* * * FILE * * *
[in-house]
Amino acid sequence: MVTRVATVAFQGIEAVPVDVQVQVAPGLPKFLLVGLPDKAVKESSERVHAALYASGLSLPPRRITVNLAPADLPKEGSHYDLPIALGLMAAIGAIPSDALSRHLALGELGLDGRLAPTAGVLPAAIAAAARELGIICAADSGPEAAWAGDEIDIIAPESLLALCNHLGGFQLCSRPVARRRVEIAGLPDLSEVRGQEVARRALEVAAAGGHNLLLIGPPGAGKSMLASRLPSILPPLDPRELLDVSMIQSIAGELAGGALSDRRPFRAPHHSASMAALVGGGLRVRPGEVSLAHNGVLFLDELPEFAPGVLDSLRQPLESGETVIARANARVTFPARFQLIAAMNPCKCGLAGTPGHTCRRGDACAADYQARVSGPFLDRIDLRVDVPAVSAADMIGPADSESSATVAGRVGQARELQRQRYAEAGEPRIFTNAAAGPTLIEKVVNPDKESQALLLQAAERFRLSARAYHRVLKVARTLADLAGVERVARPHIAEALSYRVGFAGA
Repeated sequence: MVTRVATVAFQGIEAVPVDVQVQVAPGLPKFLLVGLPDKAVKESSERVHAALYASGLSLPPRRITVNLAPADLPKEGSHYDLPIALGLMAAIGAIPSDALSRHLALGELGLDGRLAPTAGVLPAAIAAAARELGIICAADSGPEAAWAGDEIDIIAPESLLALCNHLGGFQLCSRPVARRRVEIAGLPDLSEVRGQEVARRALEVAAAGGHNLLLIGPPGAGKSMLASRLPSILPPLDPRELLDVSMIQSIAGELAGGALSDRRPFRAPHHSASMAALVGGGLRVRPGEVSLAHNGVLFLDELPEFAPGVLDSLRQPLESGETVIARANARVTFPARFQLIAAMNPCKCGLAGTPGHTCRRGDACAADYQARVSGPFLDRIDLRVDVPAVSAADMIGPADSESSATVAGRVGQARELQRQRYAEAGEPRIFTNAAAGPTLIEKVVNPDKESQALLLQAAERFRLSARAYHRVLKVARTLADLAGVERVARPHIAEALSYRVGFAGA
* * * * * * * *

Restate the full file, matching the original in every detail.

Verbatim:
[in-house]
Amino acid sequence: MVTRVATVAFQGIEAVPVDVQVQVAPGLPKFLLVGLPDKAVKESSERVHAALYASGLSLPPRRITVNLAPADLPKEGSHYDLPIALGLMAAIGAIPSDALSRHLALGELGLDGRLAPTAGVLPAAIAAAARELGIICAADSGPEAAWAGDEIDIIAPESLLALCNHLGGFQLCSRPVARRRVEIAGLPDLSEVRGQEVARRALEVAAAGGHNLLLIGPPGAGKSMLASRLPSILPPLDPRELLDVSMIQSIAGELAGGALSDRRPFRAPHHSASMAALVGGGLRVRPGEVSLAHNGVLFLDELPEFAPGVLDSLRQPLESGETVIARANARVTFPARFQLIAAMNPCKCGLAGTPGHTCRRGDACAADYQARVSGPFLDRIDLRVDVPAVSAADMIGPADSESSATVAGRVGQARELQRQRYAEAGEPRIFTNAAAGPTLIEKVVNPDKESQALLLQAAERFRLSARAYHRVLKVARTLADLAGVERVARPHIAEALSYRVGFAGA
Repeated sequence: MVTRVATVAFQGIEAVPVDVQVQVAPGLPKFLLVGLPDKAVKESSERVHAALYASGLSLPPRRITVNLAPADLPKEGSHYDLPIALGLMAAIGAIPSDALSRHLALGELGLDGRLAPTAGVLPAAIAAAARELGIICAADSGPEAAWAGDEIDIIAPESLLALCNHLGGFQLCSRPVARRRVEIAGLPDLSEVRGQEVARRALEVAAAGGHNLLLIGPPGAGKSMLASRLPSILPPLDPRELLDVSMIQSIAGELAGGALSDRRPFRAPHHSASMAALVGGGLRVRPGEVSLAHNGVLFLDELPEFAPGVLDSLRQPLESGETVIARANARVTFPARFQLIAAMNPCKCGLAGTPGHTCRRGDACAADYQARVSGPFLDRIDLRVDVPAVSAADMIGPADSESSATVAGRVGQARELQRQRYAEAGEPRIFTNAAAGPTLIEKVVNPDKESQALLLQAAERFRLSARAYHRVLKVARTLADLAGVERVARPHIAEALSYRVGFAGA